Well… despite all of that, the transports have now all been moved back into scrapli core! Why?! Well, most obvious is that I am the only one (and only one for the foreseeable future probably) doing any kind of maintaining of the transports. This means I have scrapli, scrapli-ssh2, scrapli-paramiko, scrapli-asyncssh, nornir-scrapli, and scrapli-netconf to worry about. I’m not complaining, this is my baby, so its all good, but it was a bit tedious. By collapsing the transports back into core I can more easily manage dev dependencies, keep things more consistent from a testing/linting perspective, and not have to do a big shebang release day when/if I need to make changes. This also gave me the opportunity to rectify some bad decision making about how and where to import transport libraries. So, net/net is that from a maintainers perspective there have been some internal improvements (how/where to import) and some logistical improvements (collapse everything back to core), but from a users perspective nothing has changed here!
Next, and weirdly the thing that kicked off this huge overhaul…. logging! Python logging is relatively approachable… until it isn’t anymore :) I have always endeavored to have useful logging, but I haven’t always succeeded. scrapli has never had a “channel log” – or a log that is just the inputs/outputs going to the device, that has existed but its been intermingled with a bajillion other log messages… not ideal. Logs also have not always done the best job of containing extra contextual information about the connection that the log message is related to… making it hard to deal with logs if you are running lots of connections at once (via nornir, asyncio, or your own threading/multiprocessing solution). Lastly, basic examples of settup up some logging have proven extremely useful over time for troubleshooting issues, however this always could have been better – in terms of log output format and how to have folks enable this extra logging.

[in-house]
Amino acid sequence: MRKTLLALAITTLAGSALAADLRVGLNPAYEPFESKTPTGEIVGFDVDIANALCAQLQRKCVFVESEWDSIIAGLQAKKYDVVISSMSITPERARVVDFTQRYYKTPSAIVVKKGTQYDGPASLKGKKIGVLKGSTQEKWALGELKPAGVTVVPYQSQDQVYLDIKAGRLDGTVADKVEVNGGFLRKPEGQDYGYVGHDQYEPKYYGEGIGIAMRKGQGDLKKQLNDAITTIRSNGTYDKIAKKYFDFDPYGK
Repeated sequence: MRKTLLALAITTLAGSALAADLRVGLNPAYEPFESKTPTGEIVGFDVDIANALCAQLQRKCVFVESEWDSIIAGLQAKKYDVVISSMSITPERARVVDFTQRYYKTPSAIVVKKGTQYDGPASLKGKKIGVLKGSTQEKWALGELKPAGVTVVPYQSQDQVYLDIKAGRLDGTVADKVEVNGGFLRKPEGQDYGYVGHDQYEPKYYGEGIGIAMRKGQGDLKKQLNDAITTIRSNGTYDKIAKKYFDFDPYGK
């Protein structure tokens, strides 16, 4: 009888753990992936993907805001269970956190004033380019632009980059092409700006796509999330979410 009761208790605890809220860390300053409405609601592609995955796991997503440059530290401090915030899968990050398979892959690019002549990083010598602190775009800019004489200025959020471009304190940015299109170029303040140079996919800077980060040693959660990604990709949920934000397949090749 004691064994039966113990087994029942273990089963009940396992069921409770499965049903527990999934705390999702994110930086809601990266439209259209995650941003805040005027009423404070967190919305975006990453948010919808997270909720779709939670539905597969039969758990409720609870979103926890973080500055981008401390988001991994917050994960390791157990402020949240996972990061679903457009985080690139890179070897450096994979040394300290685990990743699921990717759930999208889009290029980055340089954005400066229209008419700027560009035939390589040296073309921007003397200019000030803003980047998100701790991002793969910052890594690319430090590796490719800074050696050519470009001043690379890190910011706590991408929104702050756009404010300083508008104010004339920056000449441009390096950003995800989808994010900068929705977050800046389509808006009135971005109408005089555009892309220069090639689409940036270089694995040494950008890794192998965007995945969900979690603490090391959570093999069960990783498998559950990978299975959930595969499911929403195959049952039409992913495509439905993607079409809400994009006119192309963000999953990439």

To address these shortcomings the first step was to use a LoggingAdapter – basically a “normal” python logger instance, but with pre-assigned “extras” (rather than having to add the “extras” argument to each log recording). The “extras” in this case would simply be the host and the port that the object represents. additionally there is a new driver argument “logging_uid” which adds a user provided unique identifier to log messages – useful for those running lots of connections. Next up is the addition of an “enable_basic_logging” (name subject to change!) function in scrapli’s logging module. This function does exactly what you expect it would based on the name: enable some basic opinionated logging. You should generally not be using this outside of debugging/troubleshooting as it takes a very opinionated approach to formatting all logging messages that will likely stomp on other libraries logging… however, I think that as a maintainer this option is a great easy button for folks to get some good logging captured for attaching to issues and things like that. This also can server as a base for users to build their own logging formatters/handlers (for scrapli or otherwise).
Continuing on… as I mentioned one of the core reasons for scrapli’s existence was to have a project that i could learn from, and one of the things that I had basically near-zero experience with at scrapli’s onset was testing. So, testing has always been an important topic for me, and testing has gone through quite a few complete overhauls over the past year! and… here we are again :)